Wednesday, February 20, 2019

Weird Wednesdays: review of Nameless' "Beyond" album

A couple Wednesdays a month I'm gonna try to show you guys something off the beaten path that I'm bumpin'....
Nameless, leader of the nameless Nation, is one of those artists who is just having fun with the styles of music he likes so it’s fun to listen to him. A nerdcore artist/producer as well as So Cal based educator, Beyond is a cool introduction to this very chill yet very active musical mind.
“How I Roll” barrels in with middle-eastern tinged 90’s pop-flavored bangin’ boom-bap and Nameless plays it cool for “all you creepy muthafuckas who be kool-aid smirkin’.” “Kush” is a Latin-language mixed posse cut stoner anthem. “Afterhours” is the anthem of the album in which Nameless tells you when he wants to see you- the melodies on tracks like these reminds one of 2pac-era crossover rap singles but with modern sensibilities of positivity and nerd references.

"Bhangra Boogie" shows his consistent relish of different kinds of melodies. “Feelin’ Good”  and “Love in the new Caliphate” showcase Nameless’ love for remixing the classics in experimental electronic tones and they add a nice expansive texture to the project as a whole. “Oshun” continues his fascination with the east and spirituality and the idea of the album as “Beyond” takes more shape- his cultural hodgepodge senses the spiritual thrum and rhythm of California’s life in this post-modern moment- the solemn and the celebratory co-exist within the common bonds of melody and electricity.  “Escucha” is a delightful bit of Latin indie-pop that sounds familiar even though I’ve never actually heard anything quite like it.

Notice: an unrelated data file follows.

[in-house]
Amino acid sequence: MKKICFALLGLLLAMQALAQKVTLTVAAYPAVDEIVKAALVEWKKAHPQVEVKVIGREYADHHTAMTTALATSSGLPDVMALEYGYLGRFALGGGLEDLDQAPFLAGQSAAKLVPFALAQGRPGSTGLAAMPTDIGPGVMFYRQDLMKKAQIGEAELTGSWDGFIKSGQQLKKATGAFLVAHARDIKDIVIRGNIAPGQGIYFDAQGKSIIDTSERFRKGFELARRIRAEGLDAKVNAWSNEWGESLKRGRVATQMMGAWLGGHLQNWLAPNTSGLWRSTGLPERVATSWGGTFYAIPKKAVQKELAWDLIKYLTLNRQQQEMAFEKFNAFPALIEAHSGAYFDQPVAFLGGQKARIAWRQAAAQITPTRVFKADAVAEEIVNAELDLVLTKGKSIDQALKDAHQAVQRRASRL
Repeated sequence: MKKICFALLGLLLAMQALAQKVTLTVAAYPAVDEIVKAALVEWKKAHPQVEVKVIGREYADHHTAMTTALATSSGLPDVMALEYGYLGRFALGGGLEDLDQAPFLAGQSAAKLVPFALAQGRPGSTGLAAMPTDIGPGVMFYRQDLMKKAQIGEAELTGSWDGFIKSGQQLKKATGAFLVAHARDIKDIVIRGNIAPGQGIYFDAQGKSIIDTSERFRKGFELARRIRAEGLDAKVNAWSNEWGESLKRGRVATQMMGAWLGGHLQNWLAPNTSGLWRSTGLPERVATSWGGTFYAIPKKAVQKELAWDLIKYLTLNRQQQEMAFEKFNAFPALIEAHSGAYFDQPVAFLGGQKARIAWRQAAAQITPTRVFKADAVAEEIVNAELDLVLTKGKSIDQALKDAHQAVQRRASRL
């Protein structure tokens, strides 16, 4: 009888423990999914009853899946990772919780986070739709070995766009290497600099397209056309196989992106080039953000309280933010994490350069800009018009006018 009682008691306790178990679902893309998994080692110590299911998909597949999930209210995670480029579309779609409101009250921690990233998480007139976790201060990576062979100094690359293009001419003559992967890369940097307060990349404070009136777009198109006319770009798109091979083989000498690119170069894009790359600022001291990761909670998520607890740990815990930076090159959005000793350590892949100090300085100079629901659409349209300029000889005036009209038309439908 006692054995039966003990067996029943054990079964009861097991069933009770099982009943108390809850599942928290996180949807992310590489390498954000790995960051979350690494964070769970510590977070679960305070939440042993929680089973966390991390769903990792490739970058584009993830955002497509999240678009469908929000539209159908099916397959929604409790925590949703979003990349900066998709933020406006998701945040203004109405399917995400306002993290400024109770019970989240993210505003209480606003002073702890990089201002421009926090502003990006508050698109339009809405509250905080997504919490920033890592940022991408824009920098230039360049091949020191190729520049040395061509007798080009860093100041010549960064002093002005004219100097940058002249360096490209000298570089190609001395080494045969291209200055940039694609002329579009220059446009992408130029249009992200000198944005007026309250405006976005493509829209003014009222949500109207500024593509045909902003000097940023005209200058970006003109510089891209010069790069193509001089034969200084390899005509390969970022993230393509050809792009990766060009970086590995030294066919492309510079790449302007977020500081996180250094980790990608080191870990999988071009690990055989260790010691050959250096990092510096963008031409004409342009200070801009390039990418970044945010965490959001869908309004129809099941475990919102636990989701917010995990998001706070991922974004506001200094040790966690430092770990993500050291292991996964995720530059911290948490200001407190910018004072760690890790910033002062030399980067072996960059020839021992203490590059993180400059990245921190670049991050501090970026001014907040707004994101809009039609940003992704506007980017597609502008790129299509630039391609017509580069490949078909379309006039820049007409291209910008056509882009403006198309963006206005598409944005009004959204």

“Concrete Jungle” is Nameless and friends take on a Wu-Tang style group romp, followed by his Cudi-style embrace “Both Hands”. “Spirit Bombin’” depicts psychedelic blowedian type exploration, leading into “Rewind” a dance-hop cut that reminds me of the Matrix and Blade movies. Listen for what he doesn’t say, for the math in the distance between songs, the breadth of the many styles of Nameless, listen for what’s beyond. 

Tristan "Tanjint Wiggy" Acker is staff writer for JooseBoxx, a youth hip-hop and poetry tutor, and member of the Inland Empire nerdcore hip-hop group the West Coast Avengers. Catch more of their work at, follow Tristan on Twitter @Tanjint or e-mail him at

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